With its character focus, the movie’s DTS-HD MA 5.1 soundtrack seemed decent but unmemorable. Street or bar scenes opened up the mix a bit, and a sequence at Fenway worked fine, but most of the film emphasized low-key ambience. Though these moments created an acceptable sense of place, they didn’t turn this into a particularly involving mix.

Audio quality satisfied. Speech was natural and distinctive, while effects came across as accurate and tight. Music showed nice range and dimensionality. Nothing here impressed, but the soundtrack suited the story.

Only a small array of extras completes the package, all in the form of featurettes. Uncovering the Truth runs six minutes, 33 seconds and includes notes from former Boston Globe editor Marty Baron, former “Spotlight” team editor Walter “Robby” Robinson, former Globe Deputy Managing Editor Ben Bradlee Jr., and reporters Mike Rezendes, Sacha Pfeiffer, and Matt Carroll. They offer their reflections on the events that inspired the movie. I like this glimpse of the real people involved in the story.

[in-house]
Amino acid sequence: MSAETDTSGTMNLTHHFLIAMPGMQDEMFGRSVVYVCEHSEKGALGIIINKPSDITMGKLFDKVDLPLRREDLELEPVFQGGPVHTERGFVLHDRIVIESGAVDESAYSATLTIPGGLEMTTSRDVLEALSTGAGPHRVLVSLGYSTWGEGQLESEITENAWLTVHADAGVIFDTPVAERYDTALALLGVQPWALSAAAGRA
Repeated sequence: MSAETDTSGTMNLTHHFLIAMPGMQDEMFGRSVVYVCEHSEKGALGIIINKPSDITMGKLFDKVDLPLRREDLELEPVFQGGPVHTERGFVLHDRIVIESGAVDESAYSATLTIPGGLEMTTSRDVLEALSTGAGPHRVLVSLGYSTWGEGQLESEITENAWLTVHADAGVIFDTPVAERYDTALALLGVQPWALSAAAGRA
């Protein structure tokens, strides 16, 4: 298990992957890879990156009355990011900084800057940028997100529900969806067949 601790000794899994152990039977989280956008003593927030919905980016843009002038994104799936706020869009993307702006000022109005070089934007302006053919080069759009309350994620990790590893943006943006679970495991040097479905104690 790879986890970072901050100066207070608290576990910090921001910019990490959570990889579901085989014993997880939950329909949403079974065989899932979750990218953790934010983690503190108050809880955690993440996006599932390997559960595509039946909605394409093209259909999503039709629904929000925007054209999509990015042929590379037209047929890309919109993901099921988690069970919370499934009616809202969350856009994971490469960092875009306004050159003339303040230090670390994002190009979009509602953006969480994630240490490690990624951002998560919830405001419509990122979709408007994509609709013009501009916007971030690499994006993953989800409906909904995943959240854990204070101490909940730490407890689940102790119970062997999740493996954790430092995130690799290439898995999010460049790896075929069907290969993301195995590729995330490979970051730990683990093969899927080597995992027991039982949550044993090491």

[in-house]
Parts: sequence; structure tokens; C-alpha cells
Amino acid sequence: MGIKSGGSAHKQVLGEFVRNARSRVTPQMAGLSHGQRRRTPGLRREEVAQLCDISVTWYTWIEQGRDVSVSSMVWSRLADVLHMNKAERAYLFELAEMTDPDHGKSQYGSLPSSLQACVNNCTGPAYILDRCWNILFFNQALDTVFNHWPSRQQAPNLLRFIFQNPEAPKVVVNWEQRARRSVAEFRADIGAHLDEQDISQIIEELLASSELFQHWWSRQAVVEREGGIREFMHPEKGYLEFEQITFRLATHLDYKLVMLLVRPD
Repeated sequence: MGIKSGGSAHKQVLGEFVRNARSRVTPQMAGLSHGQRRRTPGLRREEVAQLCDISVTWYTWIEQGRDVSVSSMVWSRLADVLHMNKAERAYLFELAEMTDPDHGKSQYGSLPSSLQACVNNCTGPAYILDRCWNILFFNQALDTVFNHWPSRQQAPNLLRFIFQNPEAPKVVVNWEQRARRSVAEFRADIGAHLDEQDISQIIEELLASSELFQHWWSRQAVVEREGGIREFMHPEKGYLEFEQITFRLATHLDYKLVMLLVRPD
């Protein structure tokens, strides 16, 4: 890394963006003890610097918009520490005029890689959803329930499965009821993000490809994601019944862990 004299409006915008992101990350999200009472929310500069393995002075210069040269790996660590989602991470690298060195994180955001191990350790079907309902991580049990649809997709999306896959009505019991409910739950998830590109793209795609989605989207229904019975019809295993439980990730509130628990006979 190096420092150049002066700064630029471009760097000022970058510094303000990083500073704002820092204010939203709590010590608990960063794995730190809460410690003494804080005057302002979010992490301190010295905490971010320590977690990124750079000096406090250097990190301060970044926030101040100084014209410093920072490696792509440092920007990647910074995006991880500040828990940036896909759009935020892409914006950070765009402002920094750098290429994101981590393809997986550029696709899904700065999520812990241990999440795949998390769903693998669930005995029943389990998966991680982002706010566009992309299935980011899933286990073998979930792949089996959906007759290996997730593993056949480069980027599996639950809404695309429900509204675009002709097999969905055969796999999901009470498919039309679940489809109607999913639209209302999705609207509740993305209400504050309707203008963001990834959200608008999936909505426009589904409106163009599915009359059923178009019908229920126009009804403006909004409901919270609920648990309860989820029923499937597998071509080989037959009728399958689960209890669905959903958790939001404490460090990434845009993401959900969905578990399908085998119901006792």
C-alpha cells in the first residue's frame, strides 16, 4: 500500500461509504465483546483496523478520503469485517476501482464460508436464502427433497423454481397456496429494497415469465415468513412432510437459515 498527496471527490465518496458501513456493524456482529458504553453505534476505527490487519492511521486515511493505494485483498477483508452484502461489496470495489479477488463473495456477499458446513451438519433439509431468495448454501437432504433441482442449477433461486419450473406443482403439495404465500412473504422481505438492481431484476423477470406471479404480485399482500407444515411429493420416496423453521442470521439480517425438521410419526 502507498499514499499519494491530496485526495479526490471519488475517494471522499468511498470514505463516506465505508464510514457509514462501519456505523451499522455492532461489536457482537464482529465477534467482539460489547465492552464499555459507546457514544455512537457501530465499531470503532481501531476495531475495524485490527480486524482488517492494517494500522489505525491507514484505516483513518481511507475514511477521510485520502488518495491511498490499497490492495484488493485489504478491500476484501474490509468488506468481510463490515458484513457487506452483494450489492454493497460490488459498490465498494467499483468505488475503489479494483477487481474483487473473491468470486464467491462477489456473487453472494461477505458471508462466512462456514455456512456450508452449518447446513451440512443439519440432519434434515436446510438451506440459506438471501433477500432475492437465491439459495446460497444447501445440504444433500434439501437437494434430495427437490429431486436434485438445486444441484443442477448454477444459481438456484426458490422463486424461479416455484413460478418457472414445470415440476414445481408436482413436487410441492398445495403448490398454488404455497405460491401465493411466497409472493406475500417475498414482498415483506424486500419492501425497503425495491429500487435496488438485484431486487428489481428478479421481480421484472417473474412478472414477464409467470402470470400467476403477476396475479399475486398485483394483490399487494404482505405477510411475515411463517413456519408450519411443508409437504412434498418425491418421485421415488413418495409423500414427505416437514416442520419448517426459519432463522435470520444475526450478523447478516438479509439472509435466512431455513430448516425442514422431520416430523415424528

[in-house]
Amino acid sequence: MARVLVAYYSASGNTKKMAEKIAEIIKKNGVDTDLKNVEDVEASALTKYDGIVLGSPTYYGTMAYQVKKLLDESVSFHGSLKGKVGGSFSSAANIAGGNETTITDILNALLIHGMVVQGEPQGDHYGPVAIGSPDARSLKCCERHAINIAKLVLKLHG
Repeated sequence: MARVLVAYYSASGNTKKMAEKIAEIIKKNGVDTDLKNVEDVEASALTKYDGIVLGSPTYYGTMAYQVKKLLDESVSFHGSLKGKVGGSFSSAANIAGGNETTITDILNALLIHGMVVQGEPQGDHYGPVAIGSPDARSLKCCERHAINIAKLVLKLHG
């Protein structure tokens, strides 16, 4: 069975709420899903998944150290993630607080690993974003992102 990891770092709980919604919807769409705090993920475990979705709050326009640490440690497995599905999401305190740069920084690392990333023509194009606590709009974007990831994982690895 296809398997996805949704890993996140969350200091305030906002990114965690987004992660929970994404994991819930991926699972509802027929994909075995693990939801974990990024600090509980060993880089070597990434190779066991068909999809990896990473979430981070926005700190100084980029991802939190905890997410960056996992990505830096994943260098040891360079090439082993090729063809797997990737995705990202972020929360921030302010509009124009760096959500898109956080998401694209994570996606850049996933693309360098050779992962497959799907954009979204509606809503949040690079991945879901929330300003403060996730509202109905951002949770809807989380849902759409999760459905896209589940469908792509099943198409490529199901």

A Look Inside lasts two minutes, 30 seconds and features co-writer/director Tom McCarthy and actors Michael Keaton, Mark Ruffalo, Rachel McAdams, John Slattery, Stanley Tucci and Liev Scheiber. They offer basics about the story in this glorified trailer.

Finally, The State of Journalism fills three minutes, 14 seconds with info from Keaton, Schreiber, Ruffalo, McCarthy, Slattery, and actor Brian d’Arcy James. Mainly they lament the decline of newspapers over the last 15 years. It’s accurate but not especially revelatory, and it exists mainly to promote the movie.

The disc opens with ads for Steve Jobs, Race, Suffragette, Trumbo, The Danish Girl and Straight Outta Compton. Previews adds promos for Rosewater, Nightcrawler, End of Watch, Pawn Sacrifice, Trash, Dope, Rock the Kasbah and Mr. Robot. No trailer for Spotlight shows up here.

Though well-made and consistently interesting, Spotlight lacks the zing it needs to become something genuinely special. Still, it presents a professional, generally stimulating view of potent investigation. The Blu-ray offers mostly positive picture and audio but lacks notable supplements. Spotlight falls in the middle of the pack for Oscar Best Picture winners.

Viewer Film Ratings: 4 Stars Number of Votes: 6
25:
24:
2 3:
02:
01:
View Averages for all rated titles.

.
Review Archive:  # | A-C | D-F | G-I | J-L | M-O | P-R | S-U | V-Z | Viewer Ratings | Main